As to disadvantages when using the 5656A,...the lack of band spread is foremost and makes tuning in CW or SSB signals relatively difficult. Using the BFO for fine tuning helps. The tuning dial's lack of resolution and very small ham band spans don't help the tuning situation. This again relates to the lack of band spread. Using the split-second hand to concentrate your vision on that scale will give the impression that the ham bands have a little more span. It helps quite a bit but still covering all of 20M only takes from 50 to 56 on the split-second dial. Overloading on strong signals can be a problem but it depends on the antenna size and gain. Using the Selectivity as an attenuator works most of the time and more selectivity doesn't hurt on CW and SSB. All in all, the 5656A is a decent performer with some limitations that should be expected for the time period in which it was produced and the design limitations due to its relatively low selling price (it's difficult to imagine but $49.50 in 1937 is equivalent to $1075.00 today in 2024,...WOW!) Though it certainly could be used as a vintage ham station receiver on 75M, its success would depend on the user's motivation and experience with using pre-WWII receivers "on the air." 


Sears-Roebuck - Silvertone  STANDBY - Model 5752 - built by Howard Radio Co. - 1940

The Model 5752 is a nine tube, single preselection superhet with two IF amplifiers, crystal filter, electrical bandspread, R-meter, switchable AVC, BFO with front panel frequency adjustment and a single-ended 6V6 audio output all built onto a copper plated chassis. Tuning range is in five bands covering .55mc up to 40mc. An external speaker was required. Dials were illuminated but the R-meter wasn't. Dates from 1939 to 1940. The Model 5752 was built for Sears by Howard Radio Company.

One certainly notices the similarity of the Silvertone STANDBY's appearance to that of the Radio Manufacturing Engineers RME-69. It had to be a deliberate design "copy" of the RME-69 but what would have been the reason? A clue might be in the name "STANDBY." At the time, many hams believed they should never be without receiving capability. If the main receiver was down for repairs, then the "standby" receiver could be used. The active and prepared ham would always have a "standby" receiver. If the station receiver was a RME-69 or RME-70, then this Sears "look-alike" would blend in and appear to be another RME product. It seems unlikely that Sears' "RME-69 look-alike" would have been styled to fool someone into thinking this Howard-built receiver came from RME, especially at the price Sears was selling it for. It's more likely that the designers imagined that a ham looking for an inexpensive "standby" receiver would find the Model 5257 appealing because of its familiar appearance.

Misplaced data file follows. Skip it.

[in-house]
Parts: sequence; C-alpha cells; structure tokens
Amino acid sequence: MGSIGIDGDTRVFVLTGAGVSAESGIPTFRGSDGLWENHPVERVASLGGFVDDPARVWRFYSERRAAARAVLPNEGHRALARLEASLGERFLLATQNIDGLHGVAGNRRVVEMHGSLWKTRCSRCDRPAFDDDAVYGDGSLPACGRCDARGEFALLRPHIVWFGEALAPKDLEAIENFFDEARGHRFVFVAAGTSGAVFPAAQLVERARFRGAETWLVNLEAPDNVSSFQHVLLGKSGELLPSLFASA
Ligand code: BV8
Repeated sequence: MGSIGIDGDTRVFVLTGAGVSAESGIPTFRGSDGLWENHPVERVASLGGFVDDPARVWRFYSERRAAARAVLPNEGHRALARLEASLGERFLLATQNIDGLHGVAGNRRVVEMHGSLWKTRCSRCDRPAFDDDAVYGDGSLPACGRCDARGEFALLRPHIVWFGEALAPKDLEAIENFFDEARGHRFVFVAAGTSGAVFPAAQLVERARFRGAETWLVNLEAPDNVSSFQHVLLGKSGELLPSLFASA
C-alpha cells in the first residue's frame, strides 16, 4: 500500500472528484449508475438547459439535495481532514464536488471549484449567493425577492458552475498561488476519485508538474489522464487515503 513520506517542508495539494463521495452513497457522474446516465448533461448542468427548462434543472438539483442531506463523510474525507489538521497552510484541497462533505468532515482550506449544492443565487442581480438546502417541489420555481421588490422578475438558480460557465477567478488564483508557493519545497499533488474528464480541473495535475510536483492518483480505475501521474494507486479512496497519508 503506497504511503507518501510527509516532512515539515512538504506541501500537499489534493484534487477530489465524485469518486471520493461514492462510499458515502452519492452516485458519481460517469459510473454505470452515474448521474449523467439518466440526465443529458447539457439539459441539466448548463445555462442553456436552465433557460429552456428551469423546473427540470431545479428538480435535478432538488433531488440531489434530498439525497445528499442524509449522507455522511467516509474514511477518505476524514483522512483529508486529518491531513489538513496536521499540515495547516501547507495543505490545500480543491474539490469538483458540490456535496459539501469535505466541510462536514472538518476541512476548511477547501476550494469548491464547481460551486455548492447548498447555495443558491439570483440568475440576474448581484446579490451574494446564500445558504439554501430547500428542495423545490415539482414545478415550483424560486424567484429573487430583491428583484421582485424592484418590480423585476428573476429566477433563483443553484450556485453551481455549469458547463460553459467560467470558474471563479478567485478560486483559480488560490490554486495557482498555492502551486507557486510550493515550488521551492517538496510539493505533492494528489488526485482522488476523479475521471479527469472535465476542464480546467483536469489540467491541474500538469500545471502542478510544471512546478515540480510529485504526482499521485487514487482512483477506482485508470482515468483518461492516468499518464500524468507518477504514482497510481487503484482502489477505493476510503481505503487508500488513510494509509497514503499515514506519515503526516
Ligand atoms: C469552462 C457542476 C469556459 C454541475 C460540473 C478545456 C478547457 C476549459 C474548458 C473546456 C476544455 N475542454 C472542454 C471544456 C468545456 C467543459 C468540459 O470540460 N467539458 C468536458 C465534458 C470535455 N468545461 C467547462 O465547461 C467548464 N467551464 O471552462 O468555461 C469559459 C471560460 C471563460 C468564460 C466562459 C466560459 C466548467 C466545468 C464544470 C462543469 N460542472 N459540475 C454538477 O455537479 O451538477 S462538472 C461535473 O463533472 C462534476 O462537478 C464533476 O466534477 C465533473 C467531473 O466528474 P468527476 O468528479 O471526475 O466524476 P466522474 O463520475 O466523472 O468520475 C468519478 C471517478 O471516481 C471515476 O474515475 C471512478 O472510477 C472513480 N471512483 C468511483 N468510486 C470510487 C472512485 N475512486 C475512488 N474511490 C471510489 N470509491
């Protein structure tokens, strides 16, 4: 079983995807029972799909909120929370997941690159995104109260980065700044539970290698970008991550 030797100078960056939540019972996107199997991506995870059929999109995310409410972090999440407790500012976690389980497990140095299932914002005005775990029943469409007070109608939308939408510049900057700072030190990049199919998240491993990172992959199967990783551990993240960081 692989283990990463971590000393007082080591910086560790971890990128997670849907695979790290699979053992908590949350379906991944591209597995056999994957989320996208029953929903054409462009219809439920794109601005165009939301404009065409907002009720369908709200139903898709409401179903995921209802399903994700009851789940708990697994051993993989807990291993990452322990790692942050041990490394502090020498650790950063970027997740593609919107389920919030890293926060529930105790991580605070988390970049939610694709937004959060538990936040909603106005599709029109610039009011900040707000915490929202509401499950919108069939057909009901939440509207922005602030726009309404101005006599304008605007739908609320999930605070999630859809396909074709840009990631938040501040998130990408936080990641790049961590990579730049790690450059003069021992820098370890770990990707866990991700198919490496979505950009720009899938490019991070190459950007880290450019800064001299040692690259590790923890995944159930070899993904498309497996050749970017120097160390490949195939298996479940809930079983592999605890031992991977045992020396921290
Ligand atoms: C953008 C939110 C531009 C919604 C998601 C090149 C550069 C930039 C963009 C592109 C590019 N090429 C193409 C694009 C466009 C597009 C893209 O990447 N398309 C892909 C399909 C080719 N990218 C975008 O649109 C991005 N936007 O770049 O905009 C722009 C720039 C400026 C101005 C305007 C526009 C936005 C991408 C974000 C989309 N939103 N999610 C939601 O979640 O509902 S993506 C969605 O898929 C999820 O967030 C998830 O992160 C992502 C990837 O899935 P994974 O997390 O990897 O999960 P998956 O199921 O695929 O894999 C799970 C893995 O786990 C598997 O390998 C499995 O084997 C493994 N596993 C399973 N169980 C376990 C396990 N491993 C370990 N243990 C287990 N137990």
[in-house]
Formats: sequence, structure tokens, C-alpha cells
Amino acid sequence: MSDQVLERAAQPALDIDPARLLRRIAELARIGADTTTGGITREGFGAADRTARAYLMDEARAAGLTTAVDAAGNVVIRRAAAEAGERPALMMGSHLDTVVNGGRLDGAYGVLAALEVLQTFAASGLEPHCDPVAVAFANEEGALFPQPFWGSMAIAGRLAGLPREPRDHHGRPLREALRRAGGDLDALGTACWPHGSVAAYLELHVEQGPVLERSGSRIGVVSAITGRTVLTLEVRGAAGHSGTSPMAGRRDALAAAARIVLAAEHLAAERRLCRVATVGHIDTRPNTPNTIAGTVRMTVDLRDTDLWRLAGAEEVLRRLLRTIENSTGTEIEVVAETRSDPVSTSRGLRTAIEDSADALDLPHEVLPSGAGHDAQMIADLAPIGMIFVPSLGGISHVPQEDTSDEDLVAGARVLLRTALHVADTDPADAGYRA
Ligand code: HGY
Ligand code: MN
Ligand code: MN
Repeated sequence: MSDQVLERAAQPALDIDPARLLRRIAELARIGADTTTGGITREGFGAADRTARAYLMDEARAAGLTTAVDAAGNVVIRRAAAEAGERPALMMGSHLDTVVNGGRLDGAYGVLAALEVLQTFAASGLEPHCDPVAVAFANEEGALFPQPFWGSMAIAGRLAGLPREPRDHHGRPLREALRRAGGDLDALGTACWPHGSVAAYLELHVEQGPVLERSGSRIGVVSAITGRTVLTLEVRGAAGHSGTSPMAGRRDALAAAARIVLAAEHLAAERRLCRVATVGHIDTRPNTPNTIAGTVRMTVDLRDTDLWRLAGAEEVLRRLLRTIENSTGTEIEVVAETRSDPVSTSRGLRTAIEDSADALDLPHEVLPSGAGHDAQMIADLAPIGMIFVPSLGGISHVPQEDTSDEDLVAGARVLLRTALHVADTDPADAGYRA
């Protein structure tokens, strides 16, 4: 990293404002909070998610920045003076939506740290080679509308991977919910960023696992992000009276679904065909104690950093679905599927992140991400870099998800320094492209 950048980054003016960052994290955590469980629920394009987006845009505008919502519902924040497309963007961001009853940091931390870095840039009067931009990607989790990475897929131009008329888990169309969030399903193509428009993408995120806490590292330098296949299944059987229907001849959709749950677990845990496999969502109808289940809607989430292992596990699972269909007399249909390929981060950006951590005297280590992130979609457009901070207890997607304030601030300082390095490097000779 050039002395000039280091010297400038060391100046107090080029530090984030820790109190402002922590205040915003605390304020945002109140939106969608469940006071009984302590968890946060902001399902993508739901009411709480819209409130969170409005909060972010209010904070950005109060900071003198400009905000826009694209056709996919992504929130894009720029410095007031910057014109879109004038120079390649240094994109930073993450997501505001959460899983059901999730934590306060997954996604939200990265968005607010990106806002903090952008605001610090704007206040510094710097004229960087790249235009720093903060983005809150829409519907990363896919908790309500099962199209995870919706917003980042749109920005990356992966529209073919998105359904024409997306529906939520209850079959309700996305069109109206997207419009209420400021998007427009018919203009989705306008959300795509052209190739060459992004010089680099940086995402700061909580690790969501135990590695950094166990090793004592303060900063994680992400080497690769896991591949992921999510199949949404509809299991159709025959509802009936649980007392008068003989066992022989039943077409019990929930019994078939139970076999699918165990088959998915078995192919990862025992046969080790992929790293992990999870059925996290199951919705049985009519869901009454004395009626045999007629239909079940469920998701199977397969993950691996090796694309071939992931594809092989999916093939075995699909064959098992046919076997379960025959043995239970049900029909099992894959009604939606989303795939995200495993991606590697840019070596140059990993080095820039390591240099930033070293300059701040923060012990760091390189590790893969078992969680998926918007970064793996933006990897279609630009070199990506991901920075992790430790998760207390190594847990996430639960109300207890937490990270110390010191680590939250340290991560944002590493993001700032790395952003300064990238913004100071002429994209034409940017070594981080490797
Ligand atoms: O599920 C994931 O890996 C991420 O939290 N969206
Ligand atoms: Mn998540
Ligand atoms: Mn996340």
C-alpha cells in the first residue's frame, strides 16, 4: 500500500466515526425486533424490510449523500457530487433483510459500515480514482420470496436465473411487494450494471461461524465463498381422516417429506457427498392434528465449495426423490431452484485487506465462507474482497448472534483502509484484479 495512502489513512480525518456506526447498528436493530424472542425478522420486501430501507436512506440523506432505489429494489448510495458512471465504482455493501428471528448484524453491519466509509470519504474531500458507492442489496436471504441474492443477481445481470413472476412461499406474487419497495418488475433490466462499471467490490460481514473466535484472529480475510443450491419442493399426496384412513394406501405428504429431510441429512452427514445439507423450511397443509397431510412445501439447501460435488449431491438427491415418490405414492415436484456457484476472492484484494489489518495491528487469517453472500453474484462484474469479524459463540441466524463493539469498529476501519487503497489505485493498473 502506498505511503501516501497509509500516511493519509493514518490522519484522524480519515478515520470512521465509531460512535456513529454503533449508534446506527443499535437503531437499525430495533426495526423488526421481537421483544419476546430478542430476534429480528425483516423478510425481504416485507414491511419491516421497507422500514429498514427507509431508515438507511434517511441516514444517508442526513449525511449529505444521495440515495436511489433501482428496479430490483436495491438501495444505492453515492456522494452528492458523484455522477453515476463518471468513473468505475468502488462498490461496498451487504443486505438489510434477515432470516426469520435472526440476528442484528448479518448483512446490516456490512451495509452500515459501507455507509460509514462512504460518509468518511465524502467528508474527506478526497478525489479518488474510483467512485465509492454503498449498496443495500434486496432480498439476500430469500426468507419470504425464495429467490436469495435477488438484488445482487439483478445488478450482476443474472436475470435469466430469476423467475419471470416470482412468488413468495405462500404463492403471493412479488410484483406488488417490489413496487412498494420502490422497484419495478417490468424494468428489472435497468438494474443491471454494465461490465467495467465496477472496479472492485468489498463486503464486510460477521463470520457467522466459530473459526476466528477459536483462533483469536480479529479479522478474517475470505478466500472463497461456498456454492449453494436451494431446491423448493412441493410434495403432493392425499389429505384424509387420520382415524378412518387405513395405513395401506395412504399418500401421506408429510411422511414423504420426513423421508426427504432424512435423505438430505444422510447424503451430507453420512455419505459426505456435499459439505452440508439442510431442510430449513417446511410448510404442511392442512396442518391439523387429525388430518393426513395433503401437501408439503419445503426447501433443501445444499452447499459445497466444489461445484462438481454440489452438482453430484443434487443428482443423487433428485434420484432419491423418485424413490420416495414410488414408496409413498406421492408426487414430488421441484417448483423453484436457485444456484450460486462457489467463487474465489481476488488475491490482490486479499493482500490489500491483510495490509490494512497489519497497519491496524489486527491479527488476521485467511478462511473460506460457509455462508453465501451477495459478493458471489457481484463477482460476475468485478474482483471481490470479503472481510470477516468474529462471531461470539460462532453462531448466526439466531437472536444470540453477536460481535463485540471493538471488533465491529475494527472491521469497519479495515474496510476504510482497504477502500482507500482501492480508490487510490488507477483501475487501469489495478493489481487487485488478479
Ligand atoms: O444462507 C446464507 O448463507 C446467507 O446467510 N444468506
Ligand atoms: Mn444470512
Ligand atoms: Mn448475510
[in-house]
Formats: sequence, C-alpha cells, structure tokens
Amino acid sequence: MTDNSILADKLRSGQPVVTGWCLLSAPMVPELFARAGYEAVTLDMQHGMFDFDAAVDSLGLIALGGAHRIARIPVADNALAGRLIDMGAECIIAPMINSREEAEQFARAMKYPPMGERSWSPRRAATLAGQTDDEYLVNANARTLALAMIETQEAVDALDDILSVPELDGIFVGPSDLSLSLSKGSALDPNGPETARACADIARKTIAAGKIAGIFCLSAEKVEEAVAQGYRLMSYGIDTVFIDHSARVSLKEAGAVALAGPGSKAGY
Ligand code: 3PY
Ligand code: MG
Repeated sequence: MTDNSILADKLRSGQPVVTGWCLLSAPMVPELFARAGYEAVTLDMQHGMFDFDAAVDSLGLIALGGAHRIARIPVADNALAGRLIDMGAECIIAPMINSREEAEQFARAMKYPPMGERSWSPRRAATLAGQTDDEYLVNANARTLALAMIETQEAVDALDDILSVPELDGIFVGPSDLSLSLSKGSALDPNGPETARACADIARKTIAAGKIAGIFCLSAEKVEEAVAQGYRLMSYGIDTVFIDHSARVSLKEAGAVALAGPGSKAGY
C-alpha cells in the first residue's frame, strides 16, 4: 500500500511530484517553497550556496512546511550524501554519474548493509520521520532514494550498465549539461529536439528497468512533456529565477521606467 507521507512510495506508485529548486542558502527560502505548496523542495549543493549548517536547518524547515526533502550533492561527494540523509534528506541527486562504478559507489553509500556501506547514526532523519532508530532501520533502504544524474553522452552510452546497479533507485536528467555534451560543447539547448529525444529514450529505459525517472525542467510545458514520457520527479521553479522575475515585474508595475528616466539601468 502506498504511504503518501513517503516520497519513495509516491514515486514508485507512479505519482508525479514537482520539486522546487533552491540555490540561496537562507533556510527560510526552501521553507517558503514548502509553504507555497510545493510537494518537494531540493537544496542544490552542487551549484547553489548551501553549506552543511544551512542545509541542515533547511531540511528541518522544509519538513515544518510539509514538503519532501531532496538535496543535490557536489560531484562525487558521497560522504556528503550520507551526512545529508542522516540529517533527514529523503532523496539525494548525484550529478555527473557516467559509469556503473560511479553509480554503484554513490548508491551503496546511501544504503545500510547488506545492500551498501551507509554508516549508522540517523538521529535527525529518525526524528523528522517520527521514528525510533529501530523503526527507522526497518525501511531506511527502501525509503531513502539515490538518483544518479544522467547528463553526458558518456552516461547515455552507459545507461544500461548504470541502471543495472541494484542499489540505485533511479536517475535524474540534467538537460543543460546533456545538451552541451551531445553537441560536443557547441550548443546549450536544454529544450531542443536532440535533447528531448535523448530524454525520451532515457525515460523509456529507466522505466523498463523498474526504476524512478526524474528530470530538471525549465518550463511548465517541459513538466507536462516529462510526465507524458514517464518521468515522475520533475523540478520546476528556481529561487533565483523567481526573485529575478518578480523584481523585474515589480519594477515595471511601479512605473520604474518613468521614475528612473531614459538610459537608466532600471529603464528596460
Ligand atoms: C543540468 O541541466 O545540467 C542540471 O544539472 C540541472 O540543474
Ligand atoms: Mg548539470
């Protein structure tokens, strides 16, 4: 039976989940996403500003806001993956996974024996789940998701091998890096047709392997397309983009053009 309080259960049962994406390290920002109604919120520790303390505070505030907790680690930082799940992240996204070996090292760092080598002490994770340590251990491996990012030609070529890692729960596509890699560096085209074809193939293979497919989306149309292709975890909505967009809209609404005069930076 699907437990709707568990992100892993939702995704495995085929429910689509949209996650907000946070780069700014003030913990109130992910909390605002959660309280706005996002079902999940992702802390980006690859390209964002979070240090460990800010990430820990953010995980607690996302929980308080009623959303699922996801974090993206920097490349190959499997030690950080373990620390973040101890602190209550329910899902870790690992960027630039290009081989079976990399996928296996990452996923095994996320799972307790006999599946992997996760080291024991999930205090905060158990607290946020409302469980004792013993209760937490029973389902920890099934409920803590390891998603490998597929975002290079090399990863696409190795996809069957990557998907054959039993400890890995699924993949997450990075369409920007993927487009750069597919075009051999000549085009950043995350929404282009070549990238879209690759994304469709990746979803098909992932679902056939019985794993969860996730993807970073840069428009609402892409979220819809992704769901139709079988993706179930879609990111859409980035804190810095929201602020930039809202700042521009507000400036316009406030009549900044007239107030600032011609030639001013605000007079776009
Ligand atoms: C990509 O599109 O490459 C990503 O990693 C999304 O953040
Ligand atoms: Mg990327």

No restoration has happened on this "STANDBY" receiver, least, not yet. One can note that to the left of the tuning dial escutcheon there is a small red pilot lamp jewel. This superfluous addition will be removed as soon as work starts on this receiver. It's obvious that some mechanical rework is going to be required since the dials are obviously tilted somewhat. More to come,...

Silvertone STANDBY Model 5752 built by Howard Radio Co.   ca: 1940

RME-69 look-alike, minus the RME price,...and performance

This Silvertone STANDBY receiver had belonged to KB6BKN Walt Schivo (in fact, Walt currently has a photo of this receiver on his QRZ page.) For a while, there were some Internet postings about this very same receiver with speculation that it was a RME product. Walt sold a lot of his gear to Ham & HiFi about five years ago and that's where I found the receiver in July of 2019. Once I had the receiver and could thoroughly examine it didn't take too long to discover that it had been built by Howard Radio Company.

Howard Radio Company - Model 437A - 1940-42

The Model 437A was the last evolution of the 435 and 436 models of nine tube receivers that were mid-level communication receivers. The 437A covered .54mc up to 43mc in four tuning ranges with band spread capability. The IF operated at 465kc and there was an optional Crystal Filter and an optional S-meter. This 437A has the Crystal Filter option installed but not the S-meter. As the 437A with Crystal Filter, the selling price of the receiver shown would have been $69.75 in 1941.

Many of these smaller models of Howard receivers had a matte silver-based chemical treatment for the dial finish that nowadays is almost always is found in terribly corroded condition. This particular 437A's dial is in excellent condition (it may have had a protective coating applied when manufactured but more likely the pristine condition of the dial is due to the dry climate here on the East Slope of the Sierra.) In fact, the entire receiver was cosmetically in very good condition and the chassis was essentially original. Unfortunately, although I took the time to clean this 437A and photograph it, I didn't restore it to operational condition. In fact, I sold this receiver quite some time ago (and I don't even remember who bought it since I sold it "out of the museum") but at least I did keep the photograph.